|Contraceptive nonuse among poor and low-income women and women of color has decreased since 1982, but the newest data show these gains are in jeopardy.|
|Note: Among all women at risk for unintended pregnancy (those who are sexually active, fertile and not seeking to become pregnant).Source: Guttmacher Institute, 2008.|
The newest data, however, show that these gains are in jeopardy, and, in fact, some key groups now appear to be losing ground. According to data from the Centers for Disease Control and Prevention (CDC), the nationwide proportion of women at risk of unintended pregnancy who are not using a contraceptive method fell from 12% in 1982 to 7% in 1995, but then rose to 11% in 2002. And nonuse has risen more sharply among poor women and women of color—those most likely to have an unintended pregnancy—than among more affluent and white women (see chart). Moreover, unintended pregnancy is becoming increasingly concentrated among poor women. According to Guttmacher research, between 1994 and 2001, the unintended pregnancy rate rose 29% among women living below the poverty level, but fell 20% among more affluent women. The disparities by race did not change over this same period. Nonetheless, black and Hispanic women continue to have higher rates of unintended pregnancy than white women, and as a result, higher rates of unintended birth and abortion (related article, page 2). In short, the individual, societal or structural influences that had been working to close disparities between the early 1980s and mid-1990s are no longer having that effect.
Public Funding of Abortion
The effort to make abortion legal in the United States was driven in large part by a concern with disparities, because poor women and women of color were always disproportionately affected by the criminalization of abortion. Even in states where abortion was illegal, women with financial means often had access to a safe, although clandestine, procedure, whereas less affluent women—who disproportionately are minorities—had few options aside from a dangerous, back-alley abortion. According to a series of studies on abortion in New York City in the 1950s and 1960s, the incidence of abortion was much higher among patients with private physicians than among women without their own doctor, and low-income women were more likely than more affluent women to be admitted to hospitals for postabortion care following an illegal abortion. Furthermore, one of every two childbirth-related deaths among women of color in New York City in the 1950s was due to abortion, compared with one in four among white women.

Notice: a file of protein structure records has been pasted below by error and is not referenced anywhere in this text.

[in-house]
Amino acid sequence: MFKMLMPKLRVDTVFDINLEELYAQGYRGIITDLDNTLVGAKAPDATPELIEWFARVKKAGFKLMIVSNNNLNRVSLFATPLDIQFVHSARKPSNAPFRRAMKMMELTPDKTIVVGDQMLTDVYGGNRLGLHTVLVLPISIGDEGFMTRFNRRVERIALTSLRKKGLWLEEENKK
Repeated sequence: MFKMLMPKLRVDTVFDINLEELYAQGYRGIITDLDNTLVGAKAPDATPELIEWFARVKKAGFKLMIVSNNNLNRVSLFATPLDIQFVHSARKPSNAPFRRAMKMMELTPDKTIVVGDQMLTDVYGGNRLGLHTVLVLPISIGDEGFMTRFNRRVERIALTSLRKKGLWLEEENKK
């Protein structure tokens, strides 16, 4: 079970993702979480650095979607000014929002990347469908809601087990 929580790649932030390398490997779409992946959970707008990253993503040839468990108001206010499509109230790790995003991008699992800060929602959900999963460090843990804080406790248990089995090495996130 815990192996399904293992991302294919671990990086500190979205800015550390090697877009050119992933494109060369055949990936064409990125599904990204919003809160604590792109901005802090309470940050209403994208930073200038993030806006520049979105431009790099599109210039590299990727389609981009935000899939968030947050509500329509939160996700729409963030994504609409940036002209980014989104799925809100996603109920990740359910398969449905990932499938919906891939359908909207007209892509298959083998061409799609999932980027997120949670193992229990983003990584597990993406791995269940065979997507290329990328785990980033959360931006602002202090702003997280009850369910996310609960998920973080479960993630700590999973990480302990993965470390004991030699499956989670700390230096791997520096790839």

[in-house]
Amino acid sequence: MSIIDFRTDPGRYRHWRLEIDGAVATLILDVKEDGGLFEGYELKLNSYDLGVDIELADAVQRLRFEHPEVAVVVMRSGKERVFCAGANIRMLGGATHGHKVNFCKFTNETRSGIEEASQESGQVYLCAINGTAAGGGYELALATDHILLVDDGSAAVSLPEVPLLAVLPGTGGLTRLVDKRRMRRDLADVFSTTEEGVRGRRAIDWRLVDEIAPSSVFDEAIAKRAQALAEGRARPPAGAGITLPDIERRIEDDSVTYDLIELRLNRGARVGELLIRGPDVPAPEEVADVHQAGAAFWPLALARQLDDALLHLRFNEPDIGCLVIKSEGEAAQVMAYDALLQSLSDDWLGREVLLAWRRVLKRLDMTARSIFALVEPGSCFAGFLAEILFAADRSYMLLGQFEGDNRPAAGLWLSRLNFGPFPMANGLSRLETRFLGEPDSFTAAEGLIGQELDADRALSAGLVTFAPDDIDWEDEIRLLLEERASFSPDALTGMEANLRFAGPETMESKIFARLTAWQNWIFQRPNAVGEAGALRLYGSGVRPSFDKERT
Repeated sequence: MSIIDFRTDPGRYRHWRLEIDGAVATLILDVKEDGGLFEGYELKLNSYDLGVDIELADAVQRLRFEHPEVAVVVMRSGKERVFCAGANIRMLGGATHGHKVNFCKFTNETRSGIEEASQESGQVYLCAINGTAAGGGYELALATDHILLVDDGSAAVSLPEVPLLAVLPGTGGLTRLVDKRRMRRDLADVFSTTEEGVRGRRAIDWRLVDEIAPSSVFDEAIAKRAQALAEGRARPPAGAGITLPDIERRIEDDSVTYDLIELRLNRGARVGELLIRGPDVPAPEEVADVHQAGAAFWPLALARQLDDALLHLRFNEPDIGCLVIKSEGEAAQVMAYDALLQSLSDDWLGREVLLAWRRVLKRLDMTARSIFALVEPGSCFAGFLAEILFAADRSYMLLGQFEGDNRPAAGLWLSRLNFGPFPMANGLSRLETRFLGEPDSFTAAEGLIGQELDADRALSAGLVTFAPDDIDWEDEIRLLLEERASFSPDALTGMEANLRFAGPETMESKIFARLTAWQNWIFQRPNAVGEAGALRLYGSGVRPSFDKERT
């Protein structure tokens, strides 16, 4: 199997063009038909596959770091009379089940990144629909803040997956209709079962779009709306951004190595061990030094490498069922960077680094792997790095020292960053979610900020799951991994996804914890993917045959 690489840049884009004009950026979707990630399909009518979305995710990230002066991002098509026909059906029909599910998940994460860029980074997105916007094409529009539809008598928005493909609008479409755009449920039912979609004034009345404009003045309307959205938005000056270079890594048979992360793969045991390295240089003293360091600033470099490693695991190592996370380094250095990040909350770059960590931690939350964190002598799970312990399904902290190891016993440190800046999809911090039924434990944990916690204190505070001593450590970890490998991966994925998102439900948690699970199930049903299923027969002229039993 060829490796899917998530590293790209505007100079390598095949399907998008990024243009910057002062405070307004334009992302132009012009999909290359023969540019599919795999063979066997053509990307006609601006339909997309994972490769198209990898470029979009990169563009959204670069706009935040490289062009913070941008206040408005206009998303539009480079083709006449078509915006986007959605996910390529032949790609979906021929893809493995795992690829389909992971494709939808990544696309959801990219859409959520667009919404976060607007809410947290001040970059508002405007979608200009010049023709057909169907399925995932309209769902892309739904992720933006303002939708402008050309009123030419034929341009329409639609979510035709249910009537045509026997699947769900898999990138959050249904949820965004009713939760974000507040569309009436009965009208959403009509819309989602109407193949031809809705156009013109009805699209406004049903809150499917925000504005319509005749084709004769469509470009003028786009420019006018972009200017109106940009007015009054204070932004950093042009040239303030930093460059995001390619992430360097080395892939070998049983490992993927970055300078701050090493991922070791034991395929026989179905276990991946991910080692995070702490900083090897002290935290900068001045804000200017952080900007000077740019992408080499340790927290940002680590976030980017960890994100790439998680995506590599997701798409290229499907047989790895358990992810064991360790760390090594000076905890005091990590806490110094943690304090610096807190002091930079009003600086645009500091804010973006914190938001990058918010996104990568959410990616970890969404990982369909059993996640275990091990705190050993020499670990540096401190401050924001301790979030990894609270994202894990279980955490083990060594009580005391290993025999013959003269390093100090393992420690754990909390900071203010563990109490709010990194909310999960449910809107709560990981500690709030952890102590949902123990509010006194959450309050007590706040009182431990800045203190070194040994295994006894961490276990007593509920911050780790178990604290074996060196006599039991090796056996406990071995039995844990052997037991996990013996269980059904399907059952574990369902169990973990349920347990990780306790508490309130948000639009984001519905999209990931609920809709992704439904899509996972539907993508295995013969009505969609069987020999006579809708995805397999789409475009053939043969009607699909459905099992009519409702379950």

It is ironic, then, that soon after the nationwide legalization of abortion in 1973 (the year the Supreme Court handed down its decisions in Roe v. Wade and Doe v. Bolton), poor women became pawns in the congressional debate over the procedure. After failing to overturn Roe by persuading Congress to pass a "human life amendment" to the U.S. Constitution, abortion opponents focused on restricting poor women's access to the procedure, by withdrawing public funding for abortion under Medicaid. "I certainly would like to prevent, if I could legally, anybody having an abortion, a rich woman, a middle-class woman, or a poor woman," said then-Rep. Henry Hyde (R-IL) during a congressional debate over public funding in 1977. "Unfortunately, the only vehicle available is the…Medicaid bill."
The Hyde Amendment, enacted in 1977, bans the use of federal funds for abortion services in all but the most extreme circumstances: The current version of the amendment, established in 1997, allows federal funding for abortion only in cases of rape, incest or life endangerment. It primarily affects women enrolled in Medicaid, who amount to more than seven million women of reproductive age, or 12% of all U.S. women in that age-group. In addition, over the past two decades, Congress has enacted bans similar to the Hyde Amendment that affect the health care of other disadvantaged women, including low-income residents of the District of Columbia, federal prison inmates and Native Americans. Importantly, 17 states currently have a policy to use their own funds to pay for all or most medically necessary abortions sought by Medicaid recipients, ameliorating the problem for poor women living in those states, but not for those living in the rest of the country.